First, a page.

I am but a mild-mannered botanist -- and certainly more of a lover than a fighter. But after a decade of studying the unusual sexual habits of "bush tomatoes" in the northern Australian wilds, my voyeurism may have finally caught up with me.
Mike Tyson's last appearance in the gloved game was in 2005. After seven years he is ready to return to the ring -- not as a combatant but as a promoter.
"Many of you may be wondering what a brain-damaged ear-biting fool like me is doing up here doing a one man show... hell, I wonder that myself every time I come out here..." It's a great ice-breaker.
The successful opening-night extravaganza and successive string of sold out performances point us to a stirring symbiotic secret: Broadway needed Mike Tyson as much as Mike Tyson needed Broadway.
It's hard to decide which was the worst part about last night's SVU: the decision to cast convicted rapist Mike Tyson as a rape victim, or a storyline so convoluted it had the entire NYPD Special Victims Unit working to exonerate the Ohio prisoner he portrayed.
Today, Elvis would be on Celebrity Rehab, Marilyn Monroe would be in yoga class and Dirty Harry would bring along a SWAT team. We need new icons to emulate as the twenty-teens roll on.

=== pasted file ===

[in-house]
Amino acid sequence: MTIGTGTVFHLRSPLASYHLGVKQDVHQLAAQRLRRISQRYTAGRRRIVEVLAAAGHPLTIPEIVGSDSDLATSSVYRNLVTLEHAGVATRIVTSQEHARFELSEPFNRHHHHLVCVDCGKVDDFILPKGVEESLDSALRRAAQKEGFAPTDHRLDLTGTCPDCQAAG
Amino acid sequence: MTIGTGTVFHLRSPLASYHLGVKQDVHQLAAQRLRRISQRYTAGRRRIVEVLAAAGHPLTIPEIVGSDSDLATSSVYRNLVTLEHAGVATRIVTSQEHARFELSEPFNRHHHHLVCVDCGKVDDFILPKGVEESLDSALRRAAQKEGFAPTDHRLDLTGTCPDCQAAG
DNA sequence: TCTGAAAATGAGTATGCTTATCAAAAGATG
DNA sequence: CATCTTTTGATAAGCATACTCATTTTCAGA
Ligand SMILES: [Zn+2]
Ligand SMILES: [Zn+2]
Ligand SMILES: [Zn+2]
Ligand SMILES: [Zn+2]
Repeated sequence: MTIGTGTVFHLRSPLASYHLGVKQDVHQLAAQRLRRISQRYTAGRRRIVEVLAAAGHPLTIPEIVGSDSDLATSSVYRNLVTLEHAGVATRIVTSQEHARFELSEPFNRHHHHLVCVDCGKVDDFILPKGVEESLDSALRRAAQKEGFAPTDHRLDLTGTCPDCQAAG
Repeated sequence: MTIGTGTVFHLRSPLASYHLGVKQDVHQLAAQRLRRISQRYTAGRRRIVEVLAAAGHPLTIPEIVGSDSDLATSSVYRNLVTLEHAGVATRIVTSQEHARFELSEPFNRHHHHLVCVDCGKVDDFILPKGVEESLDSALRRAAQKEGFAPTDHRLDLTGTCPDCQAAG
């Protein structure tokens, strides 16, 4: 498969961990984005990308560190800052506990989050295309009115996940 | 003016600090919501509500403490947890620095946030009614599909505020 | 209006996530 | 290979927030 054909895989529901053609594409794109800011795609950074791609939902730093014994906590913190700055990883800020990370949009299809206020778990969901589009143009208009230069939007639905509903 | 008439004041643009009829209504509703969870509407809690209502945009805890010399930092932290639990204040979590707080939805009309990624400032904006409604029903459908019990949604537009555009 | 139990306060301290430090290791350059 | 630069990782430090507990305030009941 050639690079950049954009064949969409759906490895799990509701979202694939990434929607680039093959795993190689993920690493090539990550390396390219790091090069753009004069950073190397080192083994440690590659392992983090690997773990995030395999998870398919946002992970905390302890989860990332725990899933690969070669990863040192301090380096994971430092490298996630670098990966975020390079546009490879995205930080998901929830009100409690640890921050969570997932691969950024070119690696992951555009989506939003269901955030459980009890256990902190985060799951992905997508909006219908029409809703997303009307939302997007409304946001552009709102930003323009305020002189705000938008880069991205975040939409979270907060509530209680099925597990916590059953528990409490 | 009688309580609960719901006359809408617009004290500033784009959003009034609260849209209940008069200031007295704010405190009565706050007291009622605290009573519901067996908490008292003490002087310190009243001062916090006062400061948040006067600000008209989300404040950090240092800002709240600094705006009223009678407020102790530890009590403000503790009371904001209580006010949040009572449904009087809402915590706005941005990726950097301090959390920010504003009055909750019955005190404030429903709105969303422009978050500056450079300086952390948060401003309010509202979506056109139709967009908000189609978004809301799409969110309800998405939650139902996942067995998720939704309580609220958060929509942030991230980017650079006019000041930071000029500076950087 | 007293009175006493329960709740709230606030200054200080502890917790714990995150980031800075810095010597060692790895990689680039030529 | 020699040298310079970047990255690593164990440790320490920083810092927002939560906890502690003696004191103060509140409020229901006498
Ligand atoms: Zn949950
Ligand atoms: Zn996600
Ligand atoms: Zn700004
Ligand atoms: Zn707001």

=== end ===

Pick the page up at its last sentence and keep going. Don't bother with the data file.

The Red Sox are not for sale. So says ownership in denying a Fox Business report that the team is being shopped around.
Spike Lee has done it again but for the first time, it's on Broadway and the kind of LIVE! I have never before experienced. Mike Tyson was real, as real as he always is because that's who he is.
As another convicted criminal comes to Broadway tonight, I wonder about the role theatre plays, as therapy, as career, as vehicle. Can people transcend their past, can they come to terms with it, and will audiences accept them if they do? Or are we always in the jury box, dozens upon dozens of angry men and women all, rendering our own particular verdict?
Mike Tyson's inspiration for Undisputed Truth, came from actor Chazz Palminteri, who performed his one-man show A Bronx Tale in Las Vegas. "After we saw it, I was inspired," Tyson recalls. "I said to my wife, 'Hey, baby, I can do that.
On Saturday, IBF, IBO, and WBA heavyweight champion, Wladimir Klitschko (57-3) slammed a jab, right hand, left hook combination to stop Jean-Marc Mormeck (36-5) by knockout at 1:12 of the fourth round.
The campaign may have lost its funniest candidate, but we'll never lose laughs we had along the way.
I recently sat down with boxing legend Mike Tyson for an episode of "In Depth." Tyson speaks about his tough childhood, becoming the heavyweight champ, losing everything, and his life today.
I recently sat down with boxer Bernard Hopkins for an episode of "In Depth." The 46-year-old recently surpassed George Foreman as the oldest boxer to win a championship.
White discusses why the new deal with Fox Sports means so much to him, his worldwide expansion plans for The Ultimate Fighting Championship and how his aggressive personality has helped the company grow to what it is today.
Charlie Sheen walked out of his Comedy Central Roast sizzling if not intact, relatively unscathed and seemingly pumped up for the future.